“While it is very easy to learn about the latest, hot new must-have books, we know from experience that many readers are more interested in what’s relevant to them regardless of its moment in the publishing cycle,” said Carolyn Reidy, President and CEO of Simon & Schuster, in a press release. “With Off the Shelf, we aim to bring attention to books that were bestsellers you might have read or wanted to, books that you may have missed in the often overwhelming number of titles that get published every year, or simply books that have touched us as readers, left an indelible mark on us, and become friends that we revisit often. These are books that are often spine out in stores, buried on a home bookshelf, or deep within library stacks. We hope that shining a new light on them will help others discover a passion for them as well.”
While more than just a mass email featuring a book or two, Off The Shelf will also offer book reviews, guest posts, author interviews, reading lists, videos, and more. For more information or to sign up for the site’s email list, go to OffTheShelf.com.
Self-Publishing authors have received another boost to their credibility, with the Writers Union of Canada voted in favor of opening up membership to them.
The Writers Union of Canada was founded in 1973 and describes itself as supporting “the country’s authors by advocating for their rights, freedoms, and economic well-being.” Its members are professional writers who must have published at least one book.
“The membership and volunteer leaders of the Union have taken a long, hard, and responsible look at the state of the writing and publishing industries worldwide,” noted current TWUC Chair, Dorris Heffron, “and we have concluded there is a population of highly professional self-published authors who would be well-served by membership in TWUC.”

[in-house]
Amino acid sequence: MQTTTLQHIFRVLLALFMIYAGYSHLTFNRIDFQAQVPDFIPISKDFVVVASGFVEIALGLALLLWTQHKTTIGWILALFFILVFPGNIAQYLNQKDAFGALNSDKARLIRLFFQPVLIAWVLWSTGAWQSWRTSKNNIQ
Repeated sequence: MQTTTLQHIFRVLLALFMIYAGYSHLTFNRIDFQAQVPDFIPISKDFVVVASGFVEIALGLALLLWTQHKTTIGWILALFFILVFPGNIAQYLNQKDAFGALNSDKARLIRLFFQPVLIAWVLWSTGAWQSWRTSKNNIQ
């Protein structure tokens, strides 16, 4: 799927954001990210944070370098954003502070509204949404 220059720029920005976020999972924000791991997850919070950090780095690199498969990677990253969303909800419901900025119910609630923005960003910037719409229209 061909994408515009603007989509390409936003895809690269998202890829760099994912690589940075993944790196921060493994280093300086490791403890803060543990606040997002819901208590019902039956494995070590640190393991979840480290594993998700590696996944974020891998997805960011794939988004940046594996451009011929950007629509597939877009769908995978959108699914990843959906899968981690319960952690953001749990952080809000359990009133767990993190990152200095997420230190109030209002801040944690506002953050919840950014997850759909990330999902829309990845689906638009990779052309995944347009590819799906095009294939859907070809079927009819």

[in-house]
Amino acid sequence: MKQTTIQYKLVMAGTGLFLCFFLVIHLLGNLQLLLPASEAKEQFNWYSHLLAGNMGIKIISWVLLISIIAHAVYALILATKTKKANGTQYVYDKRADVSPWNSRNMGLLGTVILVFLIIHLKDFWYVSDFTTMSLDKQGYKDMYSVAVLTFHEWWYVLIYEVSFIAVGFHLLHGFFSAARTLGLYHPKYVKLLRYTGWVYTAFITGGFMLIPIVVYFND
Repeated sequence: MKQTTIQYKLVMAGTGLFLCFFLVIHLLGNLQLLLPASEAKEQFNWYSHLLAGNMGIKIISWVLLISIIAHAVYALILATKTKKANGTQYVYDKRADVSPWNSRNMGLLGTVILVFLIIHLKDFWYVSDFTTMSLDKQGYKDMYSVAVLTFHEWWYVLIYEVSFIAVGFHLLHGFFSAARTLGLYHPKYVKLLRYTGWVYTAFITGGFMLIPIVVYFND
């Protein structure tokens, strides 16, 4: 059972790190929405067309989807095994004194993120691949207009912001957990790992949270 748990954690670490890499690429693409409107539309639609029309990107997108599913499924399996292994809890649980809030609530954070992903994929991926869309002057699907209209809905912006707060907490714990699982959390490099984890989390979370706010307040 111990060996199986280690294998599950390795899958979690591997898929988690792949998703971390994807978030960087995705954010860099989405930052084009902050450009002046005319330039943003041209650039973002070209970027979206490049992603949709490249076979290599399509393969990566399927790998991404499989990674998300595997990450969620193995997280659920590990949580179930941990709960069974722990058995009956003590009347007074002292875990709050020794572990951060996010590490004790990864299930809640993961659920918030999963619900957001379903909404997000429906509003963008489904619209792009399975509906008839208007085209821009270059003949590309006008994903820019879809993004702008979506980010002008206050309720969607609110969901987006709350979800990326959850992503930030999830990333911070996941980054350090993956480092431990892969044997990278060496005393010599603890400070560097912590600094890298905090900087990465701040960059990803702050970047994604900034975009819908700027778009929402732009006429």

It looks like the Union will be getting together very soon to hash out the details on what it means for self-published authors to enter the union. We do know that self-published books presented by authors applying to join the Union must demonstrate commercial intent, and must be peer reviewed before being forwarded to the membership committee of the Union for approval based on existing criteria.
What is the peer review process for self-published authors? Will existing unions friends and family get the first crack at joining? Looks we will have to wait and see.
Google Play Books has a little known feature that allows users to upload their own PDF and EPUB books from their PC or Android device to their Play account. This makes Play Books a fairly good little e-reader app, because you can load in your own books you downloaded from the internet or eTextbooks. Today, Google has announced that they have increased the file upload limits to 100 MB.
When it comes to PDF files, they are often large in size. This is due to lots of images and documents that can range between 500 and 100 pages. When we have reviewed various tablets over the years, we tend to always throw large files with a complex layout. We can really get a sense on how an e-reader or tablet can perform when we do things like this, such as the Kindle Paperwhite actually crashing when you load these in.
Google Play Books first launched an app to basically just sell users eBooks that Google had scanned themselves or resell from the publishers. It has matured into one of the premier reading apps with the ability to load in your own content. One of the most notable things people do is load in their digital textbooks from school or Role-Playing books or just books they pirated from the internet. Instead of relying on the thousands of indie apps out there like Moon+ or Aldiko, Google is seeking to be the definitive goto reader.
The Atavist is a boutique publishing company that launched in early 2011. Evan Ratliff and New Yorker senior editor Nick Thompson started the digital exclusive service to promote short and long-form Fiction. One of their new titles features an interactive eBook cover, done by legendary cover artist Chip Kidd.
Karen Russell is a New York Times bestseller who wrote the novel Swamplandia! Her new book is an imaginative and haunting novella about an insomnia epidemic set in the near future. “Sleep Donation explores a world facing the end of sleep as we know it, where “Night Worlds” offer black market remedies to the desperate and sleep deprived, and where even the act of making a gift is not as simple as it appears.”
This new interactive cover is actually a fairly solid marketing campaign and is giving the book some early buzz. It is being sold exclusively as an eBook and will be available at the end of March on Amazon, Kobo and iBooks.